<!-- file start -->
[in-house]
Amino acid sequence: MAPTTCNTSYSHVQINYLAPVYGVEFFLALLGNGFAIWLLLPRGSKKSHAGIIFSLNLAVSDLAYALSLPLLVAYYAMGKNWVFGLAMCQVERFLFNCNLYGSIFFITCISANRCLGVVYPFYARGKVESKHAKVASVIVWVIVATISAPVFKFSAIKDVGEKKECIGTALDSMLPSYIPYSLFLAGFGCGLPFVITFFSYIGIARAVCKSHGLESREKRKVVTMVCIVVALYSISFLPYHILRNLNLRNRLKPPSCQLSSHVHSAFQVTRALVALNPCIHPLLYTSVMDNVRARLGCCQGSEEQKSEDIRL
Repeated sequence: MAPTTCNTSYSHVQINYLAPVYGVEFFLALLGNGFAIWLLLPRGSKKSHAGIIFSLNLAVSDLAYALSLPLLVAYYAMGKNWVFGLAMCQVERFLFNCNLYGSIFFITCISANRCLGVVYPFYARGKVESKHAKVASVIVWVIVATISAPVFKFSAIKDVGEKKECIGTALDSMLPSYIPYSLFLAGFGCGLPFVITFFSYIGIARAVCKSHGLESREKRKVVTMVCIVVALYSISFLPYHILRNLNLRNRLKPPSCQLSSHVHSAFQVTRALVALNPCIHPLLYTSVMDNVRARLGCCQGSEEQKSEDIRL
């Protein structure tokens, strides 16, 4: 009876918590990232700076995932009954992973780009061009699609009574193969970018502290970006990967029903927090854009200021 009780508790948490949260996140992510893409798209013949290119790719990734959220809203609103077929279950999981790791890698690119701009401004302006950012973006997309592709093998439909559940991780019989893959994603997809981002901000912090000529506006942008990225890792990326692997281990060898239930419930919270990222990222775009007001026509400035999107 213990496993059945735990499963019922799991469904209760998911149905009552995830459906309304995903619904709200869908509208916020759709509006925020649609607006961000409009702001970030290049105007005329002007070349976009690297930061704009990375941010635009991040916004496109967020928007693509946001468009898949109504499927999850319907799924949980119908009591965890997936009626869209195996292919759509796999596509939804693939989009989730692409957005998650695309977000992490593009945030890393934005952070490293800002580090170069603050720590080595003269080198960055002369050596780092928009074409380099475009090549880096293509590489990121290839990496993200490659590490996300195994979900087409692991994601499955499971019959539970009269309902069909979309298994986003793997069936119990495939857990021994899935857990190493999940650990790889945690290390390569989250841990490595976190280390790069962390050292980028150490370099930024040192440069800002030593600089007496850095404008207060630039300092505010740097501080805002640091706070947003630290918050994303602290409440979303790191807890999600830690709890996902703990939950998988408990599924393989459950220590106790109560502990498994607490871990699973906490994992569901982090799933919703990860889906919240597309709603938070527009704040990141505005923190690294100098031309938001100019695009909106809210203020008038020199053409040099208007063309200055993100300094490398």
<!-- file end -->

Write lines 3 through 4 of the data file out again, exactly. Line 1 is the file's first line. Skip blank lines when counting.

Repeated sequence: MAPTTCNTSYSHVQINYLAPVYGVEFFLALLGNGFAIWLLLPRGSKKSHAGIIFSLNLAVSDLAYALSLPLLVAYYAMGKNWVFGLAMCQVERFLFNCNLYGSIFFITCISANRCLGVVYPFYARGKVESKHAKVASVIVWVIVATISAPVFKFSAIKDVGEKKECIGTALDSMLPSYIPYSLFLAGFGCGLPFVITFFSYIGIARAVCKSHGLESREKRKVVTMVCIVVALYSISFLPYHILRNLNLRNRLKPPSCQLSSHVHSAFQVTRALVALNPCIHPLLYTSVMDNVRARLGCCQGSEEQKSEDIRL
């Protein structure tokens, strides 16, 4: 009876918590990232700076995932009954992973780009061009699609009574193969970018502290970006990967029903927090854009200021 009780508790948490949260996140992510893409798209013949290119790719990734959220809203609103077929279950999981790791890698690119701009401004302006950012973006997309592709093998439909559940991780019989893959994603997809981002901000912090000529506006942008990225890792990326692997281990060898239930419930919270990222990222775009007001026509400035999107 213990496993059945735990499963019922799991469904209760998911149905009552995830459906309304995903619904709200869908509208916020759709509006925020649609607006961000409009702001970030290049105007005329002007070349976009690297930061704009990375941010635009991040916004496109967020928007693509946001468009898949109504499927999850319907799924949980119908009591965890997936009626869209195996292919759509796999596509939804693939989009989730692409957005998650695309977000992490593009945030890393934005952070490293800002580090170069603050720590080595003269080198960055002369050596780092928009074409380099475009090549880096293509590489990121290839990496993200490659590490996300195994979900087409692991994601499955499971019959539970009269309902069909979309298994986003793997069936119990495939857990021994899935857990190493999940650990790889945690290390390569989250841990490595976190280390790069962390050292980028150490370099930024040192440069800002030593600089007496850095404008207060630039300092505010740097501080805002640091706070947003630290918050994303602290409440979303790191807890999600830690709890996902703990939950998988408990599924393989459950220590106790109560502990498994607490871990699973906490994992569901982090799933919703990860889906919240597309709603938070527009704040990141505005923190690294100098031309938001100019695009909106809210203020008038020199053409040099208007063309200055993100300094490398």